Raise the Roof

Mapping and Characterizing the Transformations of the Ifugao Bale in the Batad Rice Terraces

  • Marie Edraline B. Belga College of Architecture


Significant change is observable within the landscape of Batad Rice Terraces, a UNESCO World Heritage site located in the Ifugao Province of the Philippines. One distinct fixture that is transforming within Batad’s landscape is the ‘bale’ or the traditional Ifugao house. The 'bale,' with its steep pyramidal thatched roof echoing the mountainous landform around it, is one of the most distinct features of Batad. The traditional use of the ‘bale' is, of course, as a residence. It also serves as a granary for harvested rice, with the topmost level considered sacred - allocated for rice, heirloom articles, and sculptures of the 'bulul' (rice guardians). Today, the bale(s) of Batad not only sit beside more modern-looking structures, but they themselves also have transformed uses and configurations. The study aimed to map, quantify, and characterize the transformations of Batad’s bale(s) through a multi-method combining drone photogrammetry, GIS-based geo-tagging, and actual field visits to document the bales’ conditions. Two maps pertaining to Batad’s bale(s) were produced from the study. First, a map showing the categorization of each bale based on their current occupancy type, i.e., residential, agricultural, tourism-related, etc. The second map shows a five-tier categorization based on the level of the bales’ physical transformations (or conservation) in terms of design and material. Supplementing these maps are photo-documentations of the bale(s), and anecdotal interviews with locals focusing on stories about the transformations of the traditional houses surveyed. All of these informed the narrative about the drivers of change and factors that support the sustainability of the bale(s) in Batad’s landscape.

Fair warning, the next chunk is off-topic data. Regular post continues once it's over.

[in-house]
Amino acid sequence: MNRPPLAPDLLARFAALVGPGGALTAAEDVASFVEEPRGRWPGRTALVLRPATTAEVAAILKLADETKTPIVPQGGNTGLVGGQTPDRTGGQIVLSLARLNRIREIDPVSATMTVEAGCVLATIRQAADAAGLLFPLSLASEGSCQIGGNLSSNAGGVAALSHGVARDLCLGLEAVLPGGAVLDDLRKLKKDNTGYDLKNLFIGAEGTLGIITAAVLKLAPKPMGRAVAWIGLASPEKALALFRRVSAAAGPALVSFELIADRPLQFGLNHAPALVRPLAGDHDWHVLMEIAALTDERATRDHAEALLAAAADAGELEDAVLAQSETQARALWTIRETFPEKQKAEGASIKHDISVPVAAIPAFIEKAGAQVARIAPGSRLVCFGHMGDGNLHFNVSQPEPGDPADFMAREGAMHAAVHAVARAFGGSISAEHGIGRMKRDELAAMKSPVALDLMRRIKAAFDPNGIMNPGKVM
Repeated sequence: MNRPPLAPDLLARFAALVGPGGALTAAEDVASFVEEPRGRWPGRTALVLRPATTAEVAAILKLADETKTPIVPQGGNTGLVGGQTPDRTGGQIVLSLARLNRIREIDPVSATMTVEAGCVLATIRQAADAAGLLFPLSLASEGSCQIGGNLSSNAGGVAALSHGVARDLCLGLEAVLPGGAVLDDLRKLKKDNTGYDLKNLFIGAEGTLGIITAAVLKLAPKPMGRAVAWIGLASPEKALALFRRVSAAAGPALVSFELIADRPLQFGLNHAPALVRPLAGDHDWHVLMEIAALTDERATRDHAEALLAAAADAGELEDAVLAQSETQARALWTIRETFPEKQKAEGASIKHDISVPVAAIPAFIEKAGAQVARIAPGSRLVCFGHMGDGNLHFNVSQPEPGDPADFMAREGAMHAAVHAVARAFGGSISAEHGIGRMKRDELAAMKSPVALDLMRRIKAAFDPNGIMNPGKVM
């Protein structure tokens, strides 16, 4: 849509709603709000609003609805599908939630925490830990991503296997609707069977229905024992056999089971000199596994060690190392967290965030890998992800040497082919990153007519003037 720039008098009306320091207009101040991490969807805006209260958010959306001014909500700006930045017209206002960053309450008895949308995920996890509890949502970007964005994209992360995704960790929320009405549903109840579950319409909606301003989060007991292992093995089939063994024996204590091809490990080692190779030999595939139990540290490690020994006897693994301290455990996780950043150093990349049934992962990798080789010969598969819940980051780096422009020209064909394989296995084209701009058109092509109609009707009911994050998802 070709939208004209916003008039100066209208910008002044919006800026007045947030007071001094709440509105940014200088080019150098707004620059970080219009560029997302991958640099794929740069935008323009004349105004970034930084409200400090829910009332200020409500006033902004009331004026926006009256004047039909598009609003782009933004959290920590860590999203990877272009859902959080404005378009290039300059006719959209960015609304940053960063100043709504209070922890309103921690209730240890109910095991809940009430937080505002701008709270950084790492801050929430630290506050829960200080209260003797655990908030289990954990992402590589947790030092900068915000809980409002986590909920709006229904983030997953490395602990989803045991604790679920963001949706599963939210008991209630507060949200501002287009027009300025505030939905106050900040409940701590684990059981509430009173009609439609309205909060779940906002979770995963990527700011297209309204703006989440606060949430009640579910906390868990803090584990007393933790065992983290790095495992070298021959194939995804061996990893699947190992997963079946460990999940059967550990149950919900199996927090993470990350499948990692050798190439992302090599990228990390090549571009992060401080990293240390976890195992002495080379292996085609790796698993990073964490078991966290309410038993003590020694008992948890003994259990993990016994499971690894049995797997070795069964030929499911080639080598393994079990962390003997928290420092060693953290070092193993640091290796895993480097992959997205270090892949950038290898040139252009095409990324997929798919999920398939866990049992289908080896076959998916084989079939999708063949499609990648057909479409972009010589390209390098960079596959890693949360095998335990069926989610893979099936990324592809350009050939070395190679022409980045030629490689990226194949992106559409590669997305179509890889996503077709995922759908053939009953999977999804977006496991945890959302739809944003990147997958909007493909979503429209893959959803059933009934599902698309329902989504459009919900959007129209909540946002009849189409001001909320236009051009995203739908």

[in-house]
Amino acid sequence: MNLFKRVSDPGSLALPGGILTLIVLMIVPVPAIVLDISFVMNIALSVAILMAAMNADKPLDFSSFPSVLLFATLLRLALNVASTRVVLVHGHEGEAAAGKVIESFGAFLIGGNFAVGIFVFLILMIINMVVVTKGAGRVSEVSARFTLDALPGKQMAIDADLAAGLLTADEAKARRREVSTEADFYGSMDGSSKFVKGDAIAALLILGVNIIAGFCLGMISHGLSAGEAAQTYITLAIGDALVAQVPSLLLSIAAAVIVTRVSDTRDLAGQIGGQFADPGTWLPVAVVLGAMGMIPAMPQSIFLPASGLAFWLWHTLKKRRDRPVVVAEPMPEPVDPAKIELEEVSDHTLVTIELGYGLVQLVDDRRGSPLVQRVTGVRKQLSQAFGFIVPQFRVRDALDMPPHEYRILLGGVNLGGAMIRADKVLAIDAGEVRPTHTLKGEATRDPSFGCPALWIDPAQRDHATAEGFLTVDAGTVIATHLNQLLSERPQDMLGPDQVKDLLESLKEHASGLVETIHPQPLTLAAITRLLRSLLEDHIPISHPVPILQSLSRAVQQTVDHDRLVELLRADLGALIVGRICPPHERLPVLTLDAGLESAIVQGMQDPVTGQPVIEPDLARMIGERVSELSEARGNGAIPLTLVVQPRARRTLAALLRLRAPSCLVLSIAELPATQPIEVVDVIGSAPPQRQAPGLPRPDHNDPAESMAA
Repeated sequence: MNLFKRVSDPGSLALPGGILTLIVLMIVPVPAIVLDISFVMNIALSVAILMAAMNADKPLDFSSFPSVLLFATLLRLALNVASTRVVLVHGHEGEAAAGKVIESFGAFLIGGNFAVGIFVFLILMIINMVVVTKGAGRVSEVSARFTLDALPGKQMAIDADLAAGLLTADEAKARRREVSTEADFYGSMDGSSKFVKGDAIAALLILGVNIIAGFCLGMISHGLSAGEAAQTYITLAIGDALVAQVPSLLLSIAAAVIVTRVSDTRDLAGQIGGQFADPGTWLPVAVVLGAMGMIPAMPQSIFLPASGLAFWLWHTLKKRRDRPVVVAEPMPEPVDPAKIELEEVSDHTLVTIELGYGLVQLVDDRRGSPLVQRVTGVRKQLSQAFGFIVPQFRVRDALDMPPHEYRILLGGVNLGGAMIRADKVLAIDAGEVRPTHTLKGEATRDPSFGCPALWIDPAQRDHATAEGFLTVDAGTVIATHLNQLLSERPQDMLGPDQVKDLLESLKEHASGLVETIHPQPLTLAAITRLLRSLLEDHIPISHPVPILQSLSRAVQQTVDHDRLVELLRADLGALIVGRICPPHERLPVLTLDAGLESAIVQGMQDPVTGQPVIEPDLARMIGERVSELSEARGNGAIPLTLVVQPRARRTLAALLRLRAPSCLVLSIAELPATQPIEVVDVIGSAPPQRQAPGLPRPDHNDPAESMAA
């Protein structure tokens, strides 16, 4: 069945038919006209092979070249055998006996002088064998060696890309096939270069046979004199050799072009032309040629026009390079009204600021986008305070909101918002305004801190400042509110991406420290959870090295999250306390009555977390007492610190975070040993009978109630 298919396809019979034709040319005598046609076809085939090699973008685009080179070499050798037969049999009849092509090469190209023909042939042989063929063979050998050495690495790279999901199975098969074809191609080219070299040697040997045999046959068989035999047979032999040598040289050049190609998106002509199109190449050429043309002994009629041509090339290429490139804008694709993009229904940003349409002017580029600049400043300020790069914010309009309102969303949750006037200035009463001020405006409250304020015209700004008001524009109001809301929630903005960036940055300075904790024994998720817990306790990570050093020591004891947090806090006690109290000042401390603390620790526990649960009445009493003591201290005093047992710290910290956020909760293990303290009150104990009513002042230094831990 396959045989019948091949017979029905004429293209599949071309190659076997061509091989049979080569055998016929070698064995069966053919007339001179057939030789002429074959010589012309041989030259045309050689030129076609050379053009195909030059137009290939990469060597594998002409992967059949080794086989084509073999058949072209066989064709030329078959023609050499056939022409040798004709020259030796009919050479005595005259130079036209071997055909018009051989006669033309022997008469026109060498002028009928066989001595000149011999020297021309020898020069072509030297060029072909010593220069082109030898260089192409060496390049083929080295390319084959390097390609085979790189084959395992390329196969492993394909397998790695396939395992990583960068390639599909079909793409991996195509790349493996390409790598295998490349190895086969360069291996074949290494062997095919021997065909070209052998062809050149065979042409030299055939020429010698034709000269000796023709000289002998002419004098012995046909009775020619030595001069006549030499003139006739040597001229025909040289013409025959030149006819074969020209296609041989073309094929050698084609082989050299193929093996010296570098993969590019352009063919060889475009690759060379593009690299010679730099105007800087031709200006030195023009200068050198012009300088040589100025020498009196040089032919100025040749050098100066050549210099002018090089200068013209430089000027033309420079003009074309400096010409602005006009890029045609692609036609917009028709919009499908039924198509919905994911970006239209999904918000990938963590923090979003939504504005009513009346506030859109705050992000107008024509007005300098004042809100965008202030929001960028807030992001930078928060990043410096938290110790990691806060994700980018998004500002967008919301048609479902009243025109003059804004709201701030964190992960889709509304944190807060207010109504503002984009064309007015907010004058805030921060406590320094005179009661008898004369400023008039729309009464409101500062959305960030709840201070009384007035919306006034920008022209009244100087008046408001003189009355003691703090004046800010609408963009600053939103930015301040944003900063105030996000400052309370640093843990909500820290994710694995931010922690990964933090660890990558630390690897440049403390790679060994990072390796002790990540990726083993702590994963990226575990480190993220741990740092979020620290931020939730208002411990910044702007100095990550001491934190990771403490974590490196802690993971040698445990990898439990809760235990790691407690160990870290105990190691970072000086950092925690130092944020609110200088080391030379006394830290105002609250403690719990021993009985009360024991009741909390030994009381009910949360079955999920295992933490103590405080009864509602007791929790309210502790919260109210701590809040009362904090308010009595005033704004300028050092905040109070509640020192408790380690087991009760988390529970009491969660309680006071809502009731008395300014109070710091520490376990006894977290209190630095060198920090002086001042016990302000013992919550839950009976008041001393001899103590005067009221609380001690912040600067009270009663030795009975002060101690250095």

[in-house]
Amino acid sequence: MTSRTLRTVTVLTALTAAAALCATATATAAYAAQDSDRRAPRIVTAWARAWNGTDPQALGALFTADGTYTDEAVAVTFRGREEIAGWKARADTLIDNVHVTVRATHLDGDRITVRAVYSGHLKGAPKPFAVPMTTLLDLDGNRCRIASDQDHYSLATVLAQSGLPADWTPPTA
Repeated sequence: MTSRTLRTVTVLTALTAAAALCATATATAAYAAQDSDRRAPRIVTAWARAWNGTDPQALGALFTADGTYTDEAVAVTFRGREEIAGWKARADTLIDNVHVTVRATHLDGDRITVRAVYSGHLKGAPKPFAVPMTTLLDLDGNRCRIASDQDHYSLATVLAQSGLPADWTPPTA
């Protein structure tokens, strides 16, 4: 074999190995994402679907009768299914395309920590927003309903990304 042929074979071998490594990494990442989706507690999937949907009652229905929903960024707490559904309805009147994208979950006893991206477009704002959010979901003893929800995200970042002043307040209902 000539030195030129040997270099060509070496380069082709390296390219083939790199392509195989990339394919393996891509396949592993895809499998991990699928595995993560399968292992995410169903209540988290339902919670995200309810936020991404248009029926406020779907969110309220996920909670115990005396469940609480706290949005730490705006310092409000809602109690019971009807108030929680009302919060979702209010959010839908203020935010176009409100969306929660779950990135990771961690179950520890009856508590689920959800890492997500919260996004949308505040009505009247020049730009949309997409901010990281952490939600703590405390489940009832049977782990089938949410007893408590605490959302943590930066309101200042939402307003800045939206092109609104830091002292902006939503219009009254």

Author Biography

Marie Edraline B. Belga, College of Architecture

Marie Edraline B. Belga is an assistant professor and currently the College Secretary of the College of Architecture at the University of the Philippines. Part of her ancestry hails from the Cordillera Region, thus sparking her interest in Cordillera architecture and landscape. Before joining the academe, she was part of TAO-Pilipinas, Inc., a non-profit, non-government organization assisting marginalized communities on housing and security of tenure issues; a planning assistant for CONCEP Inc., and the projects manager and national civil division head of TWA Inc. Her research interests lie in sustainable tourism planning for heritage sites, disaster risk reduction, and traditional vernacular constructio